Government Rejects Central States Pension Cutsby Jana Ritter - Published: 5/06/2016
After thousands of retired truck drivers gathered in Washington on April 15th to protest cuts to their pensions, it seems their voices were heard. On Friday, the Treasury Department announced its decision to reject the Central States pension fund's request to cut retiree benefits. The announcement brings great relief to the hundreds of thousands of truck drivers, warehouse workers and other union members who’ve been fearing their monthly retirement budgets were going to be reduced by up to 70 percent.
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Central States represents about 400,000 members and has been facing a financial crisis over the last several years. Decades ago, there was a ratio of four active job holders contributing to the retirement plan for every retired or inactive member. However, the numbers have almost reversed and in addition to the fact that fewer workers are paying into the pension, the nation’s economic crisis and a variety of other factors have drained its funds. Central States claims it proposed the pension cuts as a “gut-wrenching” but necessary decision because it "provided the only realistic solution to insolvency."
While it is extremely rare and obviously unfair for anyone to have their hard earned pension benefits reduced, a federal law was implemented in 2014 that allowed these certain types of cash-strapped multi-employer plans to make cuts. But mediator, Kenneth Feinberg, who had reviewed the Central States proposal said he rejected it because “the overhaul was based on rosy investment return assumptions, uneven cuts among retirees and a flawed plan notice to recipients." He added, “We at Treasury do not believe that the plan as submitted will reasonably avoid insolvency.”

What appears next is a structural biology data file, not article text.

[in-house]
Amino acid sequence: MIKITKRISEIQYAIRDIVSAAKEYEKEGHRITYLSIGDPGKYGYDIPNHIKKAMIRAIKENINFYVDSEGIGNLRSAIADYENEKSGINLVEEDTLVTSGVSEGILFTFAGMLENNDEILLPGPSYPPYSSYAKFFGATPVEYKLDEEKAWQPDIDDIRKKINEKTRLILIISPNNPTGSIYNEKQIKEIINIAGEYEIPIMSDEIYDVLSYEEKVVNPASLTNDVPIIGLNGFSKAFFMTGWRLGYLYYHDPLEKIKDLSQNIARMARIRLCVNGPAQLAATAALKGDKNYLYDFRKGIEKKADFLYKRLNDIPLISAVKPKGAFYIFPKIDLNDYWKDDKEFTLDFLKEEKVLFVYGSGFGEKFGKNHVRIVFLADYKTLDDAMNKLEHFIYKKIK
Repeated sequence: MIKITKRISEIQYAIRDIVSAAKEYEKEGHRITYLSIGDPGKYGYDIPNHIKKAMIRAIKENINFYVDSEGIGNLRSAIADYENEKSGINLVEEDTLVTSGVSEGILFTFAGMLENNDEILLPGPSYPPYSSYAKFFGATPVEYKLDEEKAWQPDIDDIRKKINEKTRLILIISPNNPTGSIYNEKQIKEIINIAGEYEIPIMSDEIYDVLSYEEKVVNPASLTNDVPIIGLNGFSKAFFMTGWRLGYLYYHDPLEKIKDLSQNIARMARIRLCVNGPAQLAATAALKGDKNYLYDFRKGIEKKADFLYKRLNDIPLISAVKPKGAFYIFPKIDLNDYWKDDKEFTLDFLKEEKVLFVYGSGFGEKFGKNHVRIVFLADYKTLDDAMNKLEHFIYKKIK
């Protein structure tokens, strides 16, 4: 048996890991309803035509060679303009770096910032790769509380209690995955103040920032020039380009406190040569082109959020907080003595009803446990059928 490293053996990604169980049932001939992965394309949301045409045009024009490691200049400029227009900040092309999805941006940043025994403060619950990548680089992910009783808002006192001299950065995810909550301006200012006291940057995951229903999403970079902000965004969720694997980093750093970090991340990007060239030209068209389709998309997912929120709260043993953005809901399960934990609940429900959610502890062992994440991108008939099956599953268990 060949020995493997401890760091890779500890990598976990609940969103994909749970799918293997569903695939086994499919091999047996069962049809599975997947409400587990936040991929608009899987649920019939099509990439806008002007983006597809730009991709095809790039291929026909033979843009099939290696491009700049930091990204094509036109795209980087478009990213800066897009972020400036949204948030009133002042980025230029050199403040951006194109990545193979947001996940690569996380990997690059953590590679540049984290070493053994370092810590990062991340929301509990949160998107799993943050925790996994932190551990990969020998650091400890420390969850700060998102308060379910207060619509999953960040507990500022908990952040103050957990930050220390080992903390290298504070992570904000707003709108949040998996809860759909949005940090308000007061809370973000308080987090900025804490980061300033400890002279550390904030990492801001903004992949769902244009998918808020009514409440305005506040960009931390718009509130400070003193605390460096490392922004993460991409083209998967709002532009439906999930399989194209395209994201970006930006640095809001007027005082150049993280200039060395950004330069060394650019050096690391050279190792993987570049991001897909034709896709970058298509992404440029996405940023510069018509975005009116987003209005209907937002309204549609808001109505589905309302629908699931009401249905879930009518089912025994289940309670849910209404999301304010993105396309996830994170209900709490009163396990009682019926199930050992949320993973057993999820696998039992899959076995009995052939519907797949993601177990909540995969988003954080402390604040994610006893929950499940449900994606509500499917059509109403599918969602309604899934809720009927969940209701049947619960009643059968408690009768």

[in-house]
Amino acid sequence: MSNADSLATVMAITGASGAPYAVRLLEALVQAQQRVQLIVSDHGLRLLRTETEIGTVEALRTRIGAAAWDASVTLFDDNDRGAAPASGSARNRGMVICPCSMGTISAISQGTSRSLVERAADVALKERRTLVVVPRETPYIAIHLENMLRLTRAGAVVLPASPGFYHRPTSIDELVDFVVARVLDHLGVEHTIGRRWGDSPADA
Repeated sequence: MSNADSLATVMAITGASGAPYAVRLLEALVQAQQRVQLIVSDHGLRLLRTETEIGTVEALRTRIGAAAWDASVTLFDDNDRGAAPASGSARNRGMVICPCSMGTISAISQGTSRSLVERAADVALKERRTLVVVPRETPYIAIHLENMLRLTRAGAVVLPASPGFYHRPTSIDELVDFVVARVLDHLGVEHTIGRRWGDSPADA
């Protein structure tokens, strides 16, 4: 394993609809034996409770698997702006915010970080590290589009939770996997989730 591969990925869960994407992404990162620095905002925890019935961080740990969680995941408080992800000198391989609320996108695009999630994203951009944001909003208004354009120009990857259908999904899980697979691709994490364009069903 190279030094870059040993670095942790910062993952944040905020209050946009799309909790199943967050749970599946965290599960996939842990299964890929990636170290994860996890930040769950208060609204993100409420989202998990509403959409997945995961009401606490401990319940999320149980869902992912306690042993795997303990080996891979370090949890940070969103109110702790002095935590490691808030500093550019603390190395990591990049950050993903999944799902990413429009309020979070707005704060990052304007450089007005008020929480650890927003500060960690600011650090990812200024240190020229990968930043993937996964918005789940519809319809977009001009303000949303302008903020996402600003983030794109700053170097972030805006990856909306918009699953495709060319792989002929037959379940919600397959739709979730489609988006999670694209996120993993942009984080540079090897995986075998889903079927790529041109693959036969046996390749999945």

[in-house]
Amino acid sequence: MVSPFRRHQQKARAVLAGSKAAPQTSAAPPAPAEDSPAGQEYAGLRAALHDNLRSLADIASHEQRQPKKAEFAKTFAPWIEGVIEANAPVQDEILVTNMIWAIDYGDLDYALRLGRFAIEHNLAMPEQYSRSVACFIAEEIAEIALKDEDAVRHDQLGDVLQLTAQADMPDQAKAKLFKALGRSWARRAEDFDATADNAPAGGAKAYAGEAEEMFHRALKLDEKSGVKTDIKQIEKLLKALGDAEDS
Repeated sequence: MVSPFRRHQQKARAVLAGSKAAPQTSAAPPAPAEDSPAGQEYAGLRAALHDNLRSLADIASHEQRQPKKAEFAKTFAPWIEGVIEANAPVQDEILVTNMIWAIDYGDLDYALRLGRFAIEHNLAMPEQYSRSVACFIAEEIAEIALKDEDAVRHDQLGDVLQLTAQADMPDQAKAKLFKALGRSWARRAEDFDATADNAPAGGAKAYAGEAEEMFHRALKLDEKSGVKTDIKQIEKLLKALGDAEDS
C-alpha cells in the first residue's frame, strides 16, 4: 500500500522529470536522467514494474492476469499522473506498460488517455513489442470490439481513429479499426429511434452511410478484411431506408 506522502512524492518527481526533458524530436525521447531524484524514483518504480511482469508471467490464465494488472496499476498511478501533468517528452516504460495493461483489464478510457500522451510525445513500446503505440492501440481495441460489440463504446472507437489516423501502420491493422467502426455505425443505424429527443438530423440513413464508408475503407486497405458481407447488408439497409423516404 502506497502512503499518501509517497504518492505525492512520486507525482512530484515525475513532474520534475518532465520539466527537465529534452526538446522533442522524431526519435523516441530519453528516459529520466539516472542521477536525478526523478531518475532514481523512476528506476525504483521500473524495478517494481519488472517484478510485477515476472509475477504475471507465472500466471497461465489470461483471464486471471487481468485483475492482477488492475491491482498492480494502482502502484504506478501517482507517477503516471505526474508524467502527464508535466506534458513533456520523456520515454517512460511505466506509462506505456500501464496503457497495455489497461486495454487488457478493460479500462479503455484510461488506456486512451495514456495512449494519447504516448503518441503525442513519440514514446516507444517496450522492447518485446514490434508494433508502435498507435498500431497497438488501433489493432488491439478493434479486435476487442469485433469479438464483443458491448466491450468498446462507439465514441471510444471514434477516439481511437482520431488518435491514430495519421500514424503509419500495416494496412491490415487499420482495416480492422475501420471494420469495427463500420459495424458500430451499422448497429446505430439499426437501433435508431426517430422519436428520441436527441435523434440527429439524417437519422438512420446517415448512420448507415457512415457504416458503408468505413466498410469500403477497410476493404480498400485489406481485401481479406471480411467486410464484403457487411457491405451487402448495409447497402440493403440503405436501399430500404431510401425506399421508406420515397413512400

Whatever the reasoning was, those affected are obviously happy with the Treasury's decision. “It brought back everybody's faith in government. I've had six guys tell me that," said a former president of Teamsters Local 407. “The decision today, rightfully and justly, will require a re-evaluation and reset of how to protect the hard-earned pension benefits of 270,000 Teamster retirees,” added U.S. Rep. Marcy Kaptur (D-Ohio).
But the momentary relief does not end the initial dilemma. The fund says it will run out of money within 10 years if nothing is done. Today’s decision may simply force retirees, current workers, employers and the fund back into negotiations or congress may also have to get involved again. Some Democrats are already discussing solutions such as ending certain tax breaks for the nation’s wealthiest in order to keep the pension fund and the commitments made to retirees.